English
 
User Manual Privacy Policy Disclaimer Contact us
  Advanced SearchBrowse

Item

ITEM ACTIONSEXPORT
  Predicting point-light actions in real-time

Graf, M., Reitzner, B., Giese, M., Casile, A., & Prinz, W. (2006). Predicting point-light actions in real-time. Poster presented at 6th Annual Meeting of the Vision Sciences Society (VSS 2006), Sarasota, FL, USA.

Item is

Basic

show hide
Item Permalink: http://hdl.handle.net/11858/00-001M-0000-0013-D187-0 Version Permalink: http://hdl.handle.net/21.11116/0000-0004-C3EA-8
Genre: Poster

Files

show Files

Locators

show
hide
Description:
-

Creators

show
hide
 Creators:
Graf, M1, Author              
Reitzner, B, Author
Giese, M, Author              
Casile, A, Author              
Prinz, W, Author
Affiliations:
1External Organizations, ou_persistent22              

Content

show
hide
Free keywords: -
 Abstract: Evidence has accumulated for a mirror system in humans which simulates actions of conspecifics (Wilson amp; Knoblich, 2005). One likely purpose of such a simulation system is to support action prediction. We focused on the time-course of action prediction, investigating whether the prediction of actions involves a real-time simulation process. We motion-captured a number of human actions and rendered them as point light action sequences. In the experiments, we presented brief videos of human actions, followed by an occluder and a static test stimulus. Both the occluder duration (SOA of 100, 400, or 700 ms) and the distance of the test stimulus to the endpoint of the action sequence (corresponding to 100, 400, or 700 ms) were varied independently. Subjects had to judge whether the test stimulus depicted a continuation of the action in the same orientation, or whether the test stimulus was presented in a different orientation in depth as the previous action sequence. Prediction accuracy was best when SOA and distance to the endpoint corresponded, i.e. when the test image was a continuation of the sequence that matched the occluder duration. This pattern of results was destroyed when the sequences and test images were inverted (flipped around the horizontal axis). In this case, performance simply deteriorated with increasing distance to the end of the sequence. Overall, our findings suggest that action prediction involves a real-time simulation process. This process can break down when the actions are presented under viewing conditions for which we have little experience.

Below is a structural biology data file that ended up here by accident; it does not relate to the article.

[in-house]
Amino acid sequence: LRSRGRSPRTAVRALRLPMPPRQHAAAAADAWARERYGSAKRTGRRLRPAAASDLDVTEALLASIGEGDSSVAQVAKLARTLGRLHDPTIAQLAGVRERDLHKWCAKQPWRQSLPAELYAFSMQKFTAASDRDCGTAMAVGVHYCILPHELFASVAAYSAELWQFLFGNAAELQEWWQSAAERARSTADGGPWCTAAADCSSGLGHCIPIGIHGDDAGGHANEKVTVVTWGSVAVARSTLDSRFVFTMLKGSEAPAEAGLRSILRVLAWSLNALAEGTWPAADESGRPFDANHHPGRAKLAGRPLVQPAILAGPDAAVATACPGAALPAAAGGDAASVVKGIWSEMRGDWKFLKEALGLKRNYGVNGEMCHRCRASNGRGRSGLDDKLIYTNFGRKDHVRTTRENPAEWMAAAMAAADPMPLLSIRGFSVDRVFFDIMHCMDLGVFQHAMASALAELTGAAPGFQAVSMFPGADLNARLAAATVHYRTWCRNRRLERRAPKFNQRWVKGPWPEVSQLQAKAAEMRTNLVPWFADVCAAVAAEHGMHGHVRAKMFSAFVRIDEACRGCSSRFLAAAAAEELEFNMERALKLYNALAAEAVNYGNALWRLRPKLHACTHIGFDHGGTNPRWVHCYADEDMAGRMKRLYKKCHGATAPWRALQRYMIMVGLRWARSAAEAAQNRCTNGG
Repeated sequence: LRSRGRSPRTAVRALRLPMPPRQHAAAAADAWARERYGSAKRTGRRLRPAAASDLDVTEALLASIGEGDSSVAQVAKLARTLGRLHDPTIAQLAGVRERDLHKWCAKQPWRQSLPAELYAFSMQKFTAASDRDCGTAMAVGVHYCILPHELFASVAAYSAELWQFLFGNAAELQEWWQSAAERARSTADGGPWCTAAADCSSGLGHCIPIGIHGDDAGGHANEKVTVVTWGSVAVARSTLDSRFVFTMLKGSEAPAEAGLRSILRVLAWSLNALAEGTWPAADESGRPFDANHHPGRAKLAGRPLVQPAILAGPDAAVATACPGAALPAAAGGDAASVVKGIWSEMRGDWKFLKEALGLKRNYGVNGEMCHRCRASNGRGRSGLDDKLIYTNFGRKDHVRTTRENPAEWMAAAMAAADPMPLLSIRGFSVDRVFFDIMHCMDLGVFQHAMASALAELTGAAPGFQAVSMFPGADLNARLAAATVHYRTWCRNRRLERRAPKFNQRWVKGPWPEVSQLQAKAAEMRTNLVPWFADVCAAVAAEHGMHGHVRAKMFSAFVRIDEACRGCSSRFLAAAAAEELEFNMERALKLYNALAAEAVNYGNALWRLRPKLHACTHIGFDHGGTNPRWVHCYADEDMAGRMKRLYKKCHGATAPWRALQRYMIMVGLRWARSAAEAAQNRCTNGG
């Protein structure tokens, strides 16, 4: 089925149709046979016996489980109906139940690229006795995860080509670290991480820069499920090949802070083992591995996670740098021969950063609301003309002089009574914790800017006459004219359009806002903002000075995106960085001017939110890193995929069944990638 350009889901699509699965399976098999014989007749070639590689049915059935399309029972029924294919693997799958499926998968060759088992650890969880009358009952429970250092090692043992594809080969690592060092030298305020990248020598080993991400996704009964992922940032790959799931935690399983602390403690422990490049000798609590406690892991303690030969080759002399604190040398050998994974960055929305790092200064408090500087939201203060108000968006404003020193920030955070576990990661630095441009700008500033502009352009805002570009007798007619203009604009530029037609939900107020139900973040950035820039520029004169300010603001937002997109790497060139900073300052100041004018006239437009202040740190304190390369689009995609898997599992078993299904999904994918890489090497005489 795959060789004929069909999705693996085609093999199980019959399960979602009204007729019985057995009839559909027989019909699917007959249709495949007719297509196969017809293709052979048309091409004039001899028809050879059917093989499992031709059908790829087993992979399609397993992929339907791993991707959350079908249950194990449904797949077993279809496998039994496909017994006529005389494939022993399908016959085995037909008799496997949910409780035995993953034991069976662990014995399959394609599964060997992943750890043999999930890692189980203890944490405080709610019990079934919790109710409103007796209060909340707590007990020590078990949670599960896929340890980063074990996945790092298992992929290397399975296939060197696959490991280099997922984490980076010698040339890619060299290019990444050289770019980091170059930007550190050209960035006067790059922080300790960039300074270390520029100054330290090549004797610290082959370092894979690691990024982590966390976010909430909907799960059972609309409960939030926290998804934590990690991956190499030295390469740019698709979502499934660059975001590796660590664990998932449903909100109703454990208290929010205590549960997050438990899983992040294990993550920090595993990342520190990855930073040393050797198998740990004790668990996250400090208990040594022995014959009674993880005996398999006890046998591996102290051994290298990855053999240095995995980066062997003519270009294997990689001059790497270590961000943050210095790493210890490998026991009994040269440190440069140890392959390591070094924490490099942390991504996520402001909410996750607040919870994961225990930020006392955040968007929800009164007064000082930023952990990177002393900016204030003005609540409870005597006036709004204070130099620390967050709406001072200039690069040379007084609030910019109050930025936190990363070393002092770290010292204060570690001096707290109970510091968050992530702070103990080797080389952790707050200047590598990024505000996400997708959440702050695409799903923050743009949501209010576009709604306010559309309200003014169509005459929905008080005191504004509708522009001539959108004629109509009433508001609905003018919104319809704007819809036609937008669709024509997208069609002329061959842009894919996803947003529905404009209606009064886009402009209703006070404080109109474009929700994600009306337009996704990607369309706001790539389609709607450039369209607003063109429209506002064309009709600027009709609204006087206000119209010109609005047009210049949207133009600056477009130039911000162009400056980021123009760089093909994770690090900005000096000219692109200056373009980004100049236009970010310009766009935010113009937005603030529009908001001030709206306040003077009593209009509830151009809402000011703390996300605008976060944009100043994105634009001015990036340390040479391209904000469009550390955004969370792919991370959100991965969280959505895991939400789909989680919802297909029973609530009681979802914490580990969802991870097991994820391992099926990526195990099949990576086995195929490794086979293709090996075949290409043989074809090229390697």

Details

show
hide
Language(s):
 Dates: 2006-06
 Publication Status: Published in print
 Pages: -
 Publishing info: -
 Table of Contents: -
 Rev. Method: -
 Identifiers: DOI: 10.1167/6.6.793
BibTex Citekey: 4419
 Degree: -

Event

show
hide
Title: 6th Annual Meeting of the Vision Sciences Society (VSS 2006)
Place of Event: Sarasota, FL, USA
Start-/End Date: 2006-05-05 - 2006-05-10

Legal Case

show

Project information

show

Source 1

show
hide
Title: Journal of Vision
Source Genre: Journal
 Creator(s):
Affiliations:
Publ. Info: Charlottesville, VA : Scholar One, Inc.
Pages: - Volume / Issue: 6 (6) Sequence Number: - Start / End Page: 793 Identifier: ISSN: 1534-7362
CoNE: https://pure.mpg.de/cone/journals/resource/111061245811050